Planetary Rovers Might Roam Better
with an Elastic Loop Mobility System
Update June 22, 1998:Add 8x10 image of ELMS rover test model. April 29, 1998: Images of ELMS test model added.
April 28, 1998: Reviving a 65-year-old English invention might give planetary explorers a better footing on other planets, and a better view as they roll along.
Odd though it may seem, only six planetary craft have actually been driven around on other worlds. U.S. astronauts drove three Lunar Rover Vehicles on the last three Apollo missions, and the former USSR landed two automated Lunokhod rovers that moved around under remote control. Finally, in 1997, the United States placed the first rover, Sojourner, on the surface of Mars.
All told, mankind has driven only a few kilometers on other worlds.
Dr. Nicholas Costes, a senior research scientist at NASA's Marshall Space Flight Center, and Dr. Stein Sture of the University of Colorado believe that dusting off an old design will improve mobility for planetary craft as mankind dispatches more rovers to Mars. (Costes and Sture are project scientist and principal investigator, respectively, on the Mechanics of Granular Materials experiments aboard the Space Shuttle.)
Right: Costes in 1973 with test models of the Elastic Loop Mobility System and a model of a mobile Viking lander.
The original idea came from a 1933 patent by J.G.K. Kitchens for an "endless traveler track band." Kitchens, an Englishman, proposed using a continuous, elastic track to move vehicles through loose soil and mud. The track would curl across its width so the section between wheels would flatten out and hold the track taut. Tanks and bulldozers, by comparison, have treads made of multiple, interlocked shoes.
The problem with the original design was it used two large wheels at front and back. These tended to jam rocks between the track and the wheels, so it never progressed beyond test models, despite the great promise of eliminating several moving parts.
For the Lunar Rover Vehicles on Project Apollo, NASA developed a wire mesh wheel that would not go flat. Working on improved designs, Costes revived Kitchens' idea with an interesting variation.
|A model of a rover, with three elastic loops, just after deployment on a planet surface. Links to 400-pixel-wide, 77K JPG.||A rover, with its center elastic loop extended to enhance mobility as it roams. Links to 400-pixel-wide, 67K JPG. A new 8x10-inch, hi-res copy of this image is now available.||1.5-meter (5-ft) long ELMS test model. The bicycle wheels are part of the data system. Links to 400-pixel-wide, 55K JPG.||ELMS test model scales an incline in a test. The bicycle wheels are part of the data system. Links to 400-pixel-wide, 28K JPG.|
See note at bottom of story for information about high-resolution copies.
The variation developed by Costes (working in cooperation with the late W. Trautwein, then of Lockheed Missiles & Space Co.) raised the main wheels, added a load wheel next to each main wheel, and used modern materials to make a stiffer, more robust track. This turned the track into a spring that elevated the vehicle and let rocks and dirt fall off before they could jam the main wheels.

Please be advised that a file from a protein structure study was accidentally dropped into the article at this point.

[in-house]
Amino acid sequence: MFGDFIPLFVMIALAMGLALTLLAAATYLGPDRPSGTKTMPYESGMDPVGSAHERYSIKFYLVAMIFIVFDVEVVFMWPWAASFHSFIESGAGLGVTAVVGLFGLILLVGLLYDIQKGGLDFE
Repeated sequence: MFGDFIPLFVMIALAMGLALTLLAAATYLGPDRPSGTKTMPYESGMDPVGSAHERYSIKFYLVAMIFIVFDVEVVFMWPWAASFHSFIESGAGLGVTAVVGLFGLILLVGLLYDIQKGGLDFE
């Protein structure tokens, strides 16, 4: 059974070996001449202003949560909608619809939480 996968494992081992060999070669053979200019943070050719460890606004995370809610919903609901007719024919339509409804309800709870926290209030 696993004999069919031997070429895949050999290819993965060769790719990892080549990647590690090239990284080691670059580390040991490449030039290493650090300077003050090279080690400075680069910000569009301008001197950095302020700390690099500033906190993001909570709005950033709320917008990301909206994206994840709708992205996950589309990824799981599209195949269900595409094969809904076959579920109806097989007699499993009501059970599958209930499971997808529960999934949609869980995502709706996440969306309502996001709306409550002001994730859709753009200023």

The new design also spread the vehicle's load over a larger area, giving the vehicle better traction in a smaller package than it could get with wheels.
The drawing at right depicts the basic design of the ELMS. A working vehicle could be much longer with little change in this outline. Links to 640x350-pixel, 32K GIF. Credit: NASA/Marshall Space Flight Center.
Tests on simulated lunar soil at the U.S. Army's Waterways Experiment Station showed that the loop wheel, as they sometimes called it, performed better than the Lunar Rover wheels. Loop wheel vehicles could climb 35-degree slopes, compared to an 18-degree maximum for the Lunar Rover, and could climb obstacles twice as large as those of conventional treaded vehicles. The quality of the ride was improved, too.
|The Apollo program ended before the ELMS could be applied to later rovers. In 1972, Martin Marietta, the prime contractor for the Viking Mars landers, rediscovered the ELMS. At the urging of the director of NASA's Langley Research Center (which managed Viking), Costes started developing concepts so a Viking Mars lander could roam. The first two Mars landers were already in development, but managers at Langley hoped that a proposed Viking '79 (right) might be fitted to move. That was never funded, either.|
Spurred by the success of Sojourner (right), with metal wheels, readied for flight), NASA is preparing to launch a new generation of planetary craft, and Costes and Sture are proposing that the ELMS concept get another look for planetary missions.
The value goes beyond a smooth ride and the ability to climb steep hills. An ELMS rover would also be sure-footed, providing a stable platform for science equipment to pick up samples or to drill core samples.A stable platform will be especially important, Costes contends, because the rover and its excavation equipment will have to be lightweight to reduce costs.
It would also give science instruments on a rover a better view of the terrain since the tracks would be closer to the ground than instruments on other rovers.
Only one original image of the ELMS test model - the second in the sequence - is available at present. It is offered as a 3,002x2,374-pixel, 1.6 MB jpg. The others were scanned from a 1973 paper by Costes and Trautwein. The images range from 1391x877 to 1516x815 pixels and 627K to 517K in size. Because they were scanned from a halftone copy, the quality is low and some manipulation may be required.
Photo credit: NASA/Marshall Space Flight Center. Want to look for more pictures? Check the NASA Image Exchange.
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